Xbox One Finally Supports External Storage, Frees Netflix And Takes (Real) Names

When it comes to Microsoft and the Xbox (as with Apple earlier this week), ask and ye shall receive. A major monthly update rolling out to users finally adds much-requested support for external storage, allowing Xbox One users to plug in up to two USB 3.0 256GB or larger external hard drives to supplement the console’s 500GB internal hard drive.

The Xbox 360 worked with external drives, but Microsoft rushed the Xbox One out the door last year without the feature. Given the way games and apps continue to grow in size and complexity, the Xbox One’s 500GB will go fast. At launch, a digital download of Xbox exclusive Titanfall weighed in at over 16GB—and saved games, additional map packs and expanded material could easily double that or more. (Many players also load disk-based games onto their hard drives for better performance.)

The Xbox team suggests in the video below gamers can use their external drives to carry games to play on a friend’s Xbox One, although this process will still be a bit awkward, as players will still have to insert a game disk (or enter a digital sign-in) to verify a game before they can play it.

Along with the good storage news comes word that Xbox One gamers can opt to include real names along with their Xbox user name, so you can keep track of who’s who in that 1,000 person long list of increasingly ironic gamertags. Privacy controls will allow users to control who sees real names on the platform, so you won’t have any disgruntled randos knocking at your door after a winning streak in Titanfall.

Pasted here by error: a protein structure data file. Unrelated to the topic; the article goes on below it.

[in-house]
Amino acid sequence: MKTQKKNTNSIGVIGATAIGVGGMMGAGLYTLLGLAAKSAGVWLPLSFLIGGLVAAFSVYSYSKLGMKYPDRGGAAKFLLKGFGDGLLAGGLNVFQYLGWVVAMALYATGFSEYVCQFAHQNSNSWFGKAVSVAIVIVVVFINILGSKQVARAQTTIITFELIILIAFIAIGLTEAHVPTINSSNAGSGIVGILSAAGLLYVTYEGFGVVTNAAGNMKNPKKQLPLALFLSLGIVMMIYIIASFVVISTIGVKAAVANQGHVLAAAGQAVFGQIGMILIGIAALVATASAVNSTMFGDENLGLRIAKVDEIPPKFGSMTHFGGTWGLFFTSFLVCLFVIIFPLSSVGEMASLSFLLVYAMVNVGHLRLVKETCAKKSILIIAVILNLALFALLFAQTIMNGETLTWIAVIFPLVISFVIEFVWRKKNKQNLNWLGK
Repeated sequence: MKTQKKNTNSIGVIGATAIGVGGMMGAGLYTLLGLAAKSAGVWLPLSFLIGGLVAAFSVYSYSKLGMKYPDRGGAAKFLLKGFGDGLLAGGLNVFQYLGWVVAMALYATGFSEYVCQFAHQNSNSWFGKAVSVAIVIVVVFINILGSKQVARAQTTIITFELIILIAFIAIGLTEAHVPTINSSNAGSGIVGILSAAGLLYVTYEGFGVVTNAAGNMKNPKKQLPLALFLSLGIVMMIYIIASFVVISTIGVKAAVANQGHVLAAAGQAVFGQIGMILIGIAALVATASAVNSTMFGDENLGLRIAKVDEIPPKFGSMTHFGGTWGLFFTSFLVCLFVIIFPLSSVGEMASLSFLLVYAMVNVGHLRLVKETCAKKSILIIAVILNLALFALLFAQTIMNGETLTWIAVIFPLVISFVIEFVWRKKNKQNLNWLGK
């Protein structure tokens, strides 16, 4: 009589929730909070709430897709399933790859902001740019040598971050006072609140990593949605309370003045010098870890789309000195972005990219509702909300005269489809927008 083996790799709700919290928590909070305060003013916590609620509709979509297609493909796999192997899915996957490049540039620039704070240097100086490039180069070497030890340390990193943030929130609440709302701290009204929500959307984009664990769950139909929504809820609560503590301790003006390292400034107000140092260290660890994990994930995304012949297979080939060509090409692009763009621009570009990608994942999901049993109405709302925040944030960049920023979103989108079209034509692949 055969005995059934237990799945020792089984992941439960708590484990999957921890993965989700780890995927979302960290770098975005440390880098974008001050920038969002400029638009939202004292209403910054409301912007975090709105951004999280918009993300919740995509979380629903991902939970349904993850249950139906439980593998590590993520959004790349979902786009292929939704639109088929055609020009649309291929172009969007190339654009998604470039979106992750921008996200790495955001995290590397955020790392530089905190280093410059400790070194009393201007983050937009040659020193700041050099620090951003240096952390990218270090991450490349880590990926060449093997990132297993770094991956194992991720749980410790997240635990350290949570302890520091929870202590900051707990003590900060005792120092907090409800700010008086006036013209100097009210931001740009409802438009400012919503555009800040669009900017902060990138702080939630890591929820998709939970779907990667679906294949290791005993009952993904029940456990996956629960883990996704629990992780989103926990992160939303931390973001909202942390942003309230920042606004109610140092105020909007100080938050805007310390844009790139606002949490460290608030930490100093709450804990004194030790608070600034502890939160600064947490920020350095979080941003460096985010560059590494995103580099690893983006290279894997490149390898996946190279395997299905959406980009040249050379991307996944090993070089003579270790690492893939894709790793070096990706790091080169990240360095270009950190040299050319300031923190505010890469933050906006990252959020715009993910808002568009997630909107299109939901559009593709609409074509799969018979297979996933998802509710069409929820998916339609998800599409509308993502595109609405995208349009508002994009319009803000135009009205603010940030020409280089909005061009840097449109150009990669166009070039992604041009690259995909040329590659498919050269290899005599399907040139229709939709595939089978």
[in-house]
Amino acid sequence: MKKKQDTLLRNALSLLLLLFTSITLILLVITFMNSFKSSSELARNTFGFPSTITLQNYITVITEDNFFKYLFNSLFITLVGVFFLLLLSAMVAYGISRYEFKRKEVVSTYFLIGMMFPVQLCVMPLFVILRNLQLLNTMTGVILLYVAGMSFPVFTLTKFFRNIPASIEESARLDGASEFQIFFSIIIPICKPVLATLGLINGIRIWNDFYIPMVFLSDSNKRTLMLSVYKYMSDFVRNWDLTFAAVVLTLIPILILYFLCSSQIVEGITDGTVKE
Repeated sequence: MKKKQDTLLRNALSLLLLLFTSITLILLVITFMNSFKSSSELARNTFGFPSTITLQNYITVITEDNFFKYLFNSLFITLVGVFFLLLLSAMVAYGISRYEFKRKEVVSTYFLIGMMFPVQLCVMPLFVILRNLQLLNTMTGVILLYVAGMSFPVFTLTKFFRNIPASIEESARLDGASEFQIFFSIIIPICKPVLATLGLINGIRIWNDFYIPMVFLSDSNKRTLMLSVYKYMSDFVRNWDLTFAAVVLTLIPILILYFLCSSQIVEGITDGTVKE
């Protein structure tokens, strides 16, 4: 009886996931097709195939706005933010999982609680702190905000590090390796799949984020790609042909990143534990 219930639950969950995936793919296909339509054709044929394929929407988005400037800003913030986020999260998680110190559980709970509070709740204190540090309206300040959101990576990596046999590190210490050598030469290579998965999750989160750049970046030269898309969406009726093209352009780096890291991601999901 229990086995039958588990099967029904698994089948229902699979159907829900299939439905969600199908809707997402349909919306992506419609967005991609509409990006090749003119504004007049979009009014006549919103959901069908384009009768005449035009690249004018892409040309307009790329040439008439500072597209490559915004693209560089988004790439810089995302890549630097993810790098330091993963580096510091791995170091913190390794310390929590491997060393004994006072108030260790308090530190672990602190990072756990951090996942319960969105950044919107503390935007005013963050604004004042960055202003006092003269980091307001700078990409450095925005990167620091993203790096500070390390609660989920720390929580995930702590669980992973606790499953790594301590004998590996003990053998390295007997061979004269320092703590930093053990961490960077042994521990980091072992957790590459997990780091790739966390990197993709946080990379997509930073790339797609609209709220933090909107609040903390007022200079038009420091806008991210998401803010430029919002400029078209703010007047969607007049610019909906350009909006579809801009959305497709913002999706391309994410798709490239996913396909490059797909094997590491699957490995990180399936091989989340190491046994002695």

Perhaps the most anticipated bit of the June Xbox update is that it expands entertainment apps like Netflix, Hulu Plus, Twitch, HBO GO, Machinima and over 150 others to all Xbox 360 and Xbox One users—no premium Xbox Live Gold subscription required. The move, originally announced by new Xbox lead Phil Spencer last month, is a refreshing pivot away from Xbox’s draconian premium subscription policy—one factor that might account for sluggish Xbox One sales out of the gate.

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